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Janik Hampe

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About Janik Hampe

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    Hero Member

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  • Location
    Dortmund, NRW / Germany
  • About
    I do work as a production sound mixer and boom operator in Germany.
  • Interested in Sound for Picture

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  1. Wow, this one contains lots of great concepts, thanks for the hint! I especially like the idea of having two openings for passing the microphone through the frame. It´s shown at 9min 23s ( https://www.youtube.com/watch?v=nOOGusih2Eg&feature=youtu.be&t=9m23s ). I might try out that approach as it reduces the printed parts to only one. And you actually can activate automatically translated subtitles in the youtube player. The quality of translation is kind of bad but you´ll understand most of it.
  2. Hm, nice thought. I could imagine some cleverly bent spring steel to work for this. And the halves would need to overlap in some way to avoid any side movement. Good Idea, thanks!
  3. I´ll get some Lycra and test out, how flexible it is. Of course I´ll avoid any glueing or stitching if possible. I´ll also look up UV curing adhesives and keep them in mind. Well, that´s quite an engineering problem when using 3d printing as manufacturing method. Until now I haven´t been able to design such a mechanism that is reliable, rattle free and doesn´t use lots of material (affecting the sound) at the same time. Hi Allen, I have two rolls of PETG here but I´ve never been able to produce quality prints with it. Because of it´s hygroscopic nature, it soakes up lots of humidity from the air. When I was trying it out, it produced bubbly, soft and mushy, almoast foam-like prints that were stupid easy to bend. I suppose it´s the humidity. Or could it be something else? Do you experience similar behaviour? And do you de-humidify your PETG before printing? I´m thinking about getting a food dehydrator for this.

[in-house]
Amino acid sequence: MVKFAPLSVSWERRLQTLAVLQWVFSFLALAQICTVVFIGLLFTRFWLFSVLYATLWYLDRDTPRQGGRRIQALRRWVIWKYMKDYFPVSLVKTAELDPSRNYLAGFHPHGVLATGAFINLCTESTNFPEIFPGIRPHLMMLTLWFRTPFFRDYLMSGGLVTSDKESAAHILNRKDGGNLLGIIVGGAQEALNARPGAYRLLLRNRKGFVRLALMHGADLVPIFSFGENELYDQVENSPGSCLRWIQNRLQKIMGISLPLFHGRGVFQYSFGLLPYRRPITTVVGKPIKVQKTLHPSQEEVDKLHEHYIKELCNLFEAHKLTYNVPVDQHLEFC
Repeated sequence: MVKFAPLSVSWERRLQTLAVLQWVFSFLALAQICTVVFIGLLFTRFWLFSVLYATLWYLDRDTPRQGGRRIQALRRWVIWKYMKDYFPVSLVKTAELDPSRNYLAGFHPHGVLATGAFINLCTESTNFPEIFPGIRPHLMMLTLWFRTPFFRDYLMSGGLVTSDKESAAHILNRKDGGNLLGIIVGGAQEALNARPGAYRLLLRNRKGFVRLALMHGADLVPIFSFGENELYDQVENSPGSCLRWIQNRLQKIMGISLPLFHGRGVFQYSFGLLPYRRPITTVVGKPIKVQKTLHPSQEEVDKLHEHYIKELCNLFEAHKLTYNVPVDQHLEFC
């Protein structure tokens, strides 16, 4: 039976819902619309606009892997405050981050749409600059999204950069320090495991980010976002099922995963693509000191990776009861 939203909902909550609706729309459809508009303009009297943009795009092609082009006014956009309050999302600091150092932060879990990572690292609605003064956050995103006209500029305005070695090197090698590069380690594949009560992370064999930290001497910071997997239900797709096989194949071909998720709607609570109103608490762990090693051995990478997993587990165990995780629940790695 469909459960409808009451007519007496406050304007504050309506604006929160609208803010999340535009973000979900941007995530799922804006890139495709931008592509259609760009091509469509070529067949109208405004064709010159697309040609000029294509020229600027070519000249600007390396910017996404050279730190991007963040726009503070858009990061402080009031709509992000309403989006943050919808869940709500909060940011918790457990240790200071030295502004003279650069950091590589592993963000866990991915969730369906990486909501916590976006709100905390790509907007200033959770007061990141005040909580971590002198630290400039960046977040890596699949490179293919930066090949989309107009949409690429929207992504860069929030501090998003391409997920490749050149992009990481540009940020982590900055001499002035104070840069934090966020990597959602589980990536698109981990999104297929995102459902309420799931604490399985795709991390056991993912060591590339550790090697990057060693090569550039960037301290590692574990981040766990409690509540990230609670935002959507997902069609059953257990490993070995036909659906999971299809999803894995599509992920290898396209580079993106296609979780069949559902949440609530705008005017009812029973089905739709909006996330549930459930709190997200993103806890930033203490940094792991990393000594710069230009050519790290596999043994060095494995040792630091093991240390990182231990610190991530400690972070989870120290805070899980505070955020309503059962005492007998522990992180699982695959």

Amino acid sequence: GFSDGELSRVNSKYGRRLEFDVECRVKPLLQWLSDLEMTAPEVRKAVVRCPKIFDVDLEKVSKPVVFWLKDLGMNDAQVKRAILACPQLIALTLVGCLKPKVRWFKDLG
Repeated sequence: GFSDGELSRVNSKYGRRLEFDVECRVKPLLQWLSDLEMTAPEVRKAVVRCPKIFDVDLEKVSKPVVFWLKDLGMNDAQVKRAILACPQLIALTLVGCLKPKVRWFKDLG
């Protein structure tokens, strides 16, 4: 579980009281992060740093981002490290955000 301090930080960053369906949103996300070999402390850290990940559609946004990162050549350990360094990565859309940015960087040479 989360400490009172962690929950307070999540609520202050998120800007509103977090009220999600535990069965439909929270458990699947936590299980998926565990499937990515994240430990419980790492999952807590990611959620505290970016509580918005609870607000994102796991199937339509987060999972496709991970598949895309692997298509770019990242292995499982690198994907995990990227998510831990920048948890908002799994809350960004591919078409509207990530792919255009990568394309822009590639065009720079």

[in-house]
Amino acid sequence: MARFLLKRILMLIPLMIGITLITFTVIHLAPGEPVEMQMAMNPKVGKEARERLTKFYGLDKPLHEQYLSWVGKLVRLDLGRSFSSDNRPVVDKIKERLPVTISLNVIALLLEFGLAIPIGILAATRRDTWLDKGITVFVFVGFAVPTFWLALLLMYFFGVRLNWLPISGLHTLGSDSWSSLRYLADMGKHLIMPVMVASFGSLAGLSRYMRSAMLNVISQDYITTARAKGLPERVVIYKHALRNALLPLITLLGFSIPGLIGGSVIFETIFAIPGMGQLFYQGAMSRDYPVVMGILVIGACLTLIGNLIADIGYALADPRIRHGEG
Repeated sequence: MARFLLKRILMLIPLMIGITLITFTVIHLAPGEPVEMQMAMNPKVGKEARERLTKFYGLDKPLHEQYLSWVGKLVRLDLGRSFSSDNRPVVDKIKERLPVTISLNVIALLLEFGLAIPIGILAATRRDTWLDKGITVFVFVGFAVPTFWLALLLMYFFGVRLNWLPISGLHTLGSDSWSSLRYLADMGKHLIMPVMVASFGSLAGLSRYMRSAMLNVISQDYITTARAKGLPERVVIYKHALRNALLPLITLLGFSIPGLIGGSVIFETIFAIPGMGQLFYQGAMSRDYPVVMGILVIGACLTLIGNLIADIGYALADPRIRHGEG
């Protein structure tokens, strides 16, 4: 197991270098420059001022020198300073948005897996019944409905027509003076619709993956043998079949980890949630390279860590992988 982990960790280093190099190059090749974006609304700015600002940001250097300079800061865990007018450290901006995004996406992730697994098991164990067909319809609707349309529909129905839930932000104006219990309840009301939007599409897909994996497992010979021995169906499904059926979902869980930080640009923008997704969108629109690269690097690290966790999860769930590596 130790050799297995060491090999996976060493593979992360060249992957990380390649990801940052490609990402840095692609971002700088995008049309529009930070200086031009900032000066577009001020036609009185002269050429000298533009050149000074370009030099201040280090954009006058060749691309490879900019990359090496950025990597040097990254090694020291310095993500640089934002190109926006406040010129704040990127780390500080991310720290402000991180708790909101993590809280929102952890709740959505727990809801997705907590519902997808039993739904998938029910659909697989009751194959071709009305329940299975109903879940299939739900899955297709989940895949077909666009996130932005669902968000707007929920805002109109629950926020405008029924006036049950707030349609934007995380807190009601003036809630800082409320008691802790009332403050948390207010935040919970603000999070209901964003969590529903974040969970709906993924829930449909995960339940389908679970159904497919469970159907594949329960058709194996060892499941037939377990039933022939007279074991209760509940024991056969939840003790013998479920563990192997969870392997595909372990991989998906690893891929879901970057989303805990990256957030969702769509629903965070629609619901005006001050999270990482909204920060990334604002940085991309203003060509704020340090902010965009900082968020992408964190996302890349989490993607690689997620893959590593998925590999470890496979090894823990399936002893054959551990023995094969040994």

4. Oh, I´d absolutely love beeing able to produce a large surround rig with four or five channels. Or at least a stereo blimp. Although I´d probably need a larger 3D printer as my printing volume already gets maxed out with this project. For those of you who are into 3d printing: I plan on buying a Prusa i3 MK3s or above in the distant future. I also do experiment with 3d printed suspensions, but there´s nothing worth showing yet. For a multi channel blimp, I´ll probably prefer having custom suspensions inside for a more economical and efficent use of space. The blimp really shouldn´t be larger than it has to be to deliver good wind protection. And a key engineering aspect would also be a 3d printable, rattle free and robust locking mechanism to open up the blimp. This is a very difficult one. But let´s put all this into perspective. I´m going to finish this project here. Then I´ll test it intensively throughout winter and next year´s summer with huge differences in temperature, having it inside my car and using it on some of my shoots. PLA isn´t quite a UV resistant material and has a low glass transition temperature. At this temperature it gets soft and can deform when applying force. I´ll probably also try to produce some versions using ABS and test them too. Or nylon which is extremely difficult to print but also extremely tough. And I expect to learn lots of things through these tests. After all this, maybe, I´ll consider some bigger projects using what I learned from all this. We´ll see.